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Nectarine Trees



Nectarine Trees

Prunus persica var nucipersica

Nectarines have grown in popularity over the past few years and are an absolutely delicious fruit. Unfortunately, in areas of high rainfall, like the north coast of California, they are more subject to bacterial canker and brown rot than peaches. For those in drier climates or those who want to try them anyway, we have three mouth-watering yellow varieties and three nectar-sweet white varieties. All are self-fruitful.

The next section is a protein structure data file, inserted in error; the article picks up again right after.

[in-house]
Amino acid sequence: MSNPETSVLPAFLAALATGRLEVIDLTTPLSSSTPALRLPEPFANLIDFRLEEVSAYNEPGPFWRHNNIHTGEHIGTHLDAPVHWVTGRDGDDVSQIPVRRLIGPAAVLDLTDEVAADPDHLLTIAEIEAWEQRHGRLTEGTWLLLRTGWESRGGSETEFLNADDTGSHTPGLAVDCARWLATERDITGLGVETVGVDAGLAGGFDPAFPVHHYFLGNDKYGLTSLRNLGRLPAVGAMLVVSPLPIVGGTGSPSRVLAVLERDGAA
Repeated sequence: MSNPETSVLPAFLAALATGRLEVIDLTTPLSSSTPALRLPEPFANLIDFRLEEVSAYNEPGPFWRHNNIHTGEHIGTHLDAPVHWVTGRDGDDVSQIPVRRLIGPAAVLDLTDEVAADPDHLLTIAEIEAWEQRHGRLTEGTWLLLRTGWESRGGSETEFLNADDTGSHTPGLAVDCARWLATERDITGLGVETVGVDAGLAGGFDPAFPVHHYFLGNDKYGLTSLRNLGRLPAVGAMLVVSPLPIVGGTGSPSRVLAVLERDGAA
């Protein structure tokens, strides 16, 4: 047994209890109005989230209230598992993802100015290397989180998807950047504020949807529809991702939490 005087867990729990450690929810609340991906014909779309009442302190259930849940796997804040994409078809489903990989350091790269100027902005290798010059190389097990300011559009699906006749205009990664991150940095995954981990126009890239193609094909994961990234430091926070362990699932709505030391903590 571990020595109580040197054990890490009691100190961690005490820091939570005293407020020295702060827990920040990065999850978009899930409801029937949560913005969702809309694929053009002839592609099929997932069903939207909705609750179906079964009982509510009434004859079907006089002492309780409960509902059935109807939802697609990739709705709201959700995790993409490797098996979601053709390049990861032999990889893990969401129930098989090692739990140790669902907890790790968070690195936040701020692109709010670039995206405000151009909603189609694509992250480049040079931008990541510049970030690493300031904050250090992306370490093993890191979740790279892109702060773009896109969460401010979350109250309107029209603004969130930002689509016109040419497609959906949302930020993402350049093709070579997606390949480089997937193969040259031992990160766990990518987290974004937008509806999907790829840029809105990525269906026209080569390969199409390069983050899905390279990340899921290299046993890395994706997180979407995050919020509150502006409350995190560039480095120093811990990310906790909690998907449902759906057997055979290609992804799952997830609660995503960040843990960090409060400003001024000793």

Harvest Tip: Harvest your nectarines when they are fully ripe. If they are picked before reaching peak ripeness, they may soften but their flavor will not reach its peak flavor. Nectarines reach full ripeness when there is no green left on the fruit, with the exception of a few heirloom varieties. Before you pull the fruit off the branch, gently squeeze. Nectarines get sweeter and juicier as they ripen so squeezing them will tell you about ripeness. Gently press or squeeze the shoulder and tip (where the stem was) - if it just starts to give, it's ripe and ready to eat. They should come off the tree with only a slight twist. The fruits found on the top and outside of the tree usually ripen first. Be careful when picking your peaches because some varieties bruise very easily. A damaged nectarine will release ethylene which causes other peaches to over ripen and can ruin an entire crate of fruit, so handle with great care.  Nectarines have a relatively short shelf life compared to other fruits. They can be stored for approximately 2-4 weeks, after which they are unlikely to be appetizing or safe to eat.